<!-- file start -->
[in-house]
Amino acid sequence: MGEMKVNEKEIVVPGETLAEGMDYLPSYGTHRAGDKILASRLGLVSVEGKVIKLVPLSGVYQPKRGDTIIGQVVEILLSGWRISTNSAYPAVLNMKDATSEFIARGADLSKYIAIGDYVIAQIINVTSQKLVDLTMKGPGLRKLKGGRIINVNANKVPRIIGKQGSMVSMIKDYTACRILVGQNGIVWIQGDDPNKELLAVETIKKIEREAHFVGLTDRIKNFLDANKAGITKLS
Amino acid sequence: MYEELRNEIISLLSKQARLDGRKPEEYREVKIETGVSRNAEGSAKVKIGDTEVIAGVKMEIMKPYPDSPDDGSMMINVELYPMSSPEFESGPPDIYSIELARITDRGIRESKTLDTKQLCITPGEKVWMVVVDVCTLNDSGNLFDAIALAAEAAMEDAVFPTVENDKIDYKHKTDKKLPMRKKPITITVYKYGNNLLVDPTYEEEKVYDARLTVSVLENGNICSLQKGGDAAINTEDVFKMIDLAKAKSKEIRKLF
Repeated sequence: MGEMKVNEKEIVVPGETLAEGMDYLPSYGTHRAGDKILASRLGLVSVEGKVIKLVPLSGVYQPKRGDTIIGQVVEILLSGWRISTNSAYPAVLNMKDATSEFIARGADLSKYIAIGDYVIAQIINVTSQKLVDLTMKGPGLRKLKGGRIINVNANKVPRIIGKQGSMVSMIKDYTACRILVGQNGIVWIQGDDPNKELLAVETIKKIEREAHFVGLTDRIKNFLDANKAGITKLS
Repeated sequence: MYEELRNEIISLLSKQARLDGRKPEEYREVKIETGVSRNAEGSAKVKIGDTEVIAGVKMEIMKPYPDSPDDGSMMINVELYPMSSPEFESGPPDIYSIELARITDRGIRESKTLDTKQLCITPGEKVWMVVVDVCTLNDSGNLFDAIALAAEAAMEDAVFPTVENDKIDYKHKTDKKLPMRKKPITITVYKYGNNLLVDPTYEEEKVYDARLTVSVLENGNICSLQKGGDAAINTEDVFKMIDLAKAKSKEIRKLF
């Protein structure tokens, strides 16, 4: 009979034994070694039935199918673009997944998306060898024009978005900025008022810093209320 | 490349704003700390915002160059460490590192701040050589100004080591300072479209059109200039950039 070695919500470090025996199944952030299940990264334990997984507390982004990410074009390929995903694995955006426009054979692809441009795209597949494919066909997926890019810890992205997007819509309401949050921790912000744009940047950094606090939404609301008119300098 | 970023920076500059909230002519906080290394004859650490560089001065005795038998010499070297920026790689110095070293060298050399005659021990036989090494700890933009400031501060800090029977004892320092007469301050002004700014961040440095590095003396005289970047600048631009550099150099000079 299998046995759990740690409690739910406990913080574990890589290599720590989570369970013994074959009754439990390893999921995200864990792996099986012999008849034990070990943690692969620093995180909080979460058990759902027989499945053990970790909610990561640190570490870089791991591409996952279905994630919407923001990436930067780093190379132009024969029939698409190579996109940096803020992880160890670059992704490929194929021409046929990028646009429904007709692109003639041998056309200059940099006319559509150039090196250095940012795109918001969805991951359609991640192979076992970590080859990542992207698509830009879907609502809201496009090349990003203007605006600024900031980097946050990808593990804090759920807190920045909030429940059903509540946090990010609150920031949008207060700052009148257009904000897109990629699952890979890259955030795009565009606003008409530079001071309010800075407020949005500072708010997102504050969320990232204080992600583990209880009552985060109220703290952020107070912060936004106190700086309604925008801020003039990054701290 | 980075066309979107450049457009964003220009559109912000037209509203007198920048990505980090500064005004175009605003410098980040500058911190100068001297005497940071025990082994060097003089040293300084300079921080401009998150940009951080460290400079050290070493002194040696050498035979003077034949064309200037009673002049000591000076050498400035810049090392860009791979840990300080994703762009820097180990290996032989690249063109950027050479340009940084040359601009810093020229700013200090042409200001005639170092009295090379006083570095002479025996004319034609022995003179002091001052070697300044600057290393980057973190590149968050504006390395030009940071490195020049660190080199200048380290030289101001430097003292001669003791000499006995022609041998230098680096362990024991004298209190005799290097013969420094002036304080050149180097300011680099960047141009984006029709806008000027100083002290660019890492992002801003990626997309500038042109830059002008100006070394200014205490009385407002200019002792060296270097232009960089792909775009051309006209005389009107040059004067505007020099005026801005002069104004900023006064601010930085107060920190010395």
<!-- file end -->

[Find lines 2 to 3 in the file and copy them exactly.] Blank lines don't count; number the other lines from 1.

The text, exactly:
Amino acid sequence: MGEMKVNEKEIVVPGETLAEGMDYLPSYGTHRAGDKILASRLGLVSVEGKVIKLVPLSGVYQPKRGDTIIGQVVEILLSGWRISTNSAYPAVLNMKDATSEFIARGADLSKYIAIGDYVIAQIINVTSQKLVDLTMKGPGLRKLKGGRIINVNANKVPRIIGKQGSMVSMIKDYTACRILVGQNGIVWIQGDDPNKELLAVETIKKIEREAHFVGLTDRIKNFLDANKAGITKLS
Amino acid sequence: MYEELRNEIISLLSKQARLDGRKPEEYREVKIETGVSRNAEGSAKVKIGDTEVIAGVKMEIMKPYPDSPDDGSMMINVELYPMSSPEFESGPPDIYSIELARITDRGIRESKTLDTKQLCITPGEKVWMVVVDVCTLNDSGNLFDAIALAAEAAMEDAVFPTVENDKIDYKHKTDKKLPMRKKPITITVYKYGNNLLVDPTYEEEKVYDARLTVSVLENGNICSLQKGGDAAINTEDVFKMIDLAKAKSKEIRKLF